Â we know that all the del omegas have to be bounded.

Â You can't have infinite jerks somewhere again.

Â This is gonna go to zero or you could plug in

Â the equations and prove that that would work too.

Â What we're left with, we have to figure out is what happened to del omega dot.

Â When we derived the equations and plugged in the conditions,

Â this was the linear closed-loop dynamics.

Â This was the condition we had to enforce to get our Vdots to

Â have this particular negative semidefinite form.

Â So, let me just show you where that was.

Â I see some frowns.

Â So when we did this,

Â we took the derivative, the body frame derivative of that.

Â All this had to be true, then this set, it equal to here.

Â This all comes over into one form.

Â Really, here.

Â So that's actually a body frame.

Â I think I have a dot in there,

Â but that should be a prime.

Â Yeah. Doesn't matter. It works.

Â So what we're gonna look at now is what happens when these things are zero,

Â [inaudible] are not zero.

Â Del omega dot, what is del omega dot when del omega is zero?

Â That's what we need from here.

Â And, so here, I'm just solving for del omega dot.

Â You invert the inertia tensor,

Â bring it to here, then set del omega equal to zero.

Â This is the expression. That's the angular acceleration you would have with

Â this control if there's

Â no rate error and there's still a state error. That's when it comes in.

Â And then the last step is you plug this part back up into here and simplify,

Â and you end up with this expression.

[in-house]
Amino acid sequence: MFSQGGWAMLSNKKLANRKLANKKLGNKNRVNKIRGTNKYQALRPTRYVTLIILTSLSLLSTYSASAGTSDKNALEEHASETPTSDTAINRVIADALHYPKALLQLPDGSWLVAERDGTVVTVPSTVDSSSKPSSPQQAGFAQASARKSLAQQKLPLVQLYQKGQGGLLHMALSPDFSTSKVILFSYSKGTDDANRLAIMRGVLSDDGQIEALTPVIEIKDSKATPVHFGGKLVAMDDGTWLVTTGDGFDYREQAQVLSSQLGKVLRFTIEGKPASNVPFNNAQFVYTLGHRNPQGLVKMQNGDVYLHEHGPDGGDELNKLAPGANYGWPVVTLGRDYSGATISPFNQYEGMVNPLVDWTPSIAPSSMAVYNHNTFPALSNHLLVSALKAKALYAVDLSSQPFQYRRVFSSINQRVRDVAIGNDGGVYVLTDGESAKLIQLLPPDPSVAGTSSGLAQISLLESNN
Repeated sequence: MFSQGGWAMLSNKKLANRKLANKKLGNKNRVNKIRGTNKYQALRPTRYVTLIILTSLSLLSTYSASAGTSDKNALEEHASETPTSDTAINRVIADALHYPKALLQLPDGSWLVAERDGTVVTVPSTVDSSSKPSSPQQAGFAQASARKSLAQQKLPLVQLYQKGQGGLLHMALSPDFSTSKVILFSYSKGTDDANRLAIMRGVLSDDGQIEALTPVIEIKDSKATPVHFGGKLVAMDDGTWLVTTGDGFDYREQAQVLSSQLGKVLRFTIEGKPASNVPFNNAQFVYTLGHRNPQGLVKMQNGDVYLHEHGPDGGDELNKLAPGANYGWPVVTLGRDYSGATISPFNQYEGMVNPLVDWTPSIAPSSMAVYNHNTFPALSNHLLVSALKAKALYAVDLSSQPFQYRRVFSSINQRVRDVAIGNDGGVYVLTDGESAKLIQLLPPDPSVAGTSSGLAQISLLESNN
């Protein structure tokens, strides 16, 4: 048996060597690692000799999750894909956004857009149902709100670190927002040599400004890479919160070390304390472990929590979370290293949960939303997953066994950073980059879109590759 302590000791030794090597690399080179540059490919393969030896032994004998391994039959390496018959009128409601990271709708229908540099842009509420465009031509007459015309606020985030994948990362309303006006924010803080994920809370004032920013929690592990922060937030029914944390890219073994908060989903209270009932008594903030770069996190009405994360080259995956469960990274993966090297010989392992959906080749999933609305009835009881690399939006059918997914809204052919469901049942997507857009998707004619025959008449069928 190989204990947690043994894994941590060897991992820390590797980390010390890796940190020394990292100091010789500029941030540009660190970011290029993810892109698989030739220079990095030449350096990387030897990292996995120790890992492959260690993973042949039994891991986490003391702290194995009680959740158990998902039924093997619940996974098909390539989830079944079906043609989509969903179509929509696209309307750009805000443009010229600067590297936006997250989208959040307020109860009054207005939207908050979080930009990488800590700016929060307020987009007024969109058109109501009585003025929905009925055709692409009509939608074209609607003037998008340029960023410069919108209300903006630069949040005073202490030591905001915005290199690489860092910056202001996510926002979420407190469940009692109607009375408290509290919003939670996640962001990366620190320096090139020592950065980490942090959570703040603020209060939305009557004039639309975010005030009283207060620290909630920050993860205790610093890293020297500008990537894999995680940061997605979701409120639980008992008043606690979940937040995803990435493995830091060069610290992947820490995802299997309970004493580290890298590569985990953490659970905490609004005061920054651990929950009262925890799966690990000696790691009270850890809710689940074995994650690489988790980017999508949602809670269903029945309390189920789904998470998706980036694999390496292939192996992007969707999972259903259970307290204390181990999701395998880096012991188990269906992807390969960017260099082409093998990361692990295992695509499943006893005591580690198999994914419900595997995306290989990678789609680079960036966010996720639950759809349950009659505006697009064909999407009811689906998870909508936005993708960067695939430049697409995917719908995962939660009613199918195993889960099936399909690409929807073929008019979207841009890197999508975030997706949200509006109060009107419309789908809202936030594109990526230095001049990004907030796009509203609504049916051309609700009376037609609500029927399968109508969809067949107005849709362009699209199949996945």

Â And this turns out to be negative definite in terms of sigmas.

Â And why is that? Well, minus,

Â that's good, K squared.

Â It's a positive number squared, definitely positive.

Â Then there's sigma transpose,

Â a big three-by-three matrix, times sigma.

Â So if this matrix is positive definite, we're good.

Â And the inertia tensor we know is posit-definite.

Â Therefore, the inverse of a posit-definite matrix is still posit-definite.

Â That's good. P is also a posit-definite matrix and symmetric.

Â So there's a theorem that says if you

Â multiply two symmetric posit-definite matrices with each other,

Â you end up with a symmetric posit-definite matrix again.

Â And that's what we're taking advantage of here.

Â So the product of I inverse P I is gonna be a posit-definite symmetric matrix,

Â and that's why now here the first nonzero higher-order derivative is

Â this negative definite quantity in terms of the sigma and this

Â essentially proves we would be converging.

Â This is not just stable, it's,

Â in fact, asymptoticly stable.

Â This result, as you can see,

Â is good for any sigmas.

Â This is also a globally asymptotically stabilizing result that you'd have here.

Â Any questions?

Â You kind of do these steps, you definitely should do this by hand.

Â I'm kind of showing the primary thing,

Â trying to plug in the right equations.

Â Go through the stuff. You will get there.

Â But that's Mukai-Chen that we can use to prove that.

Â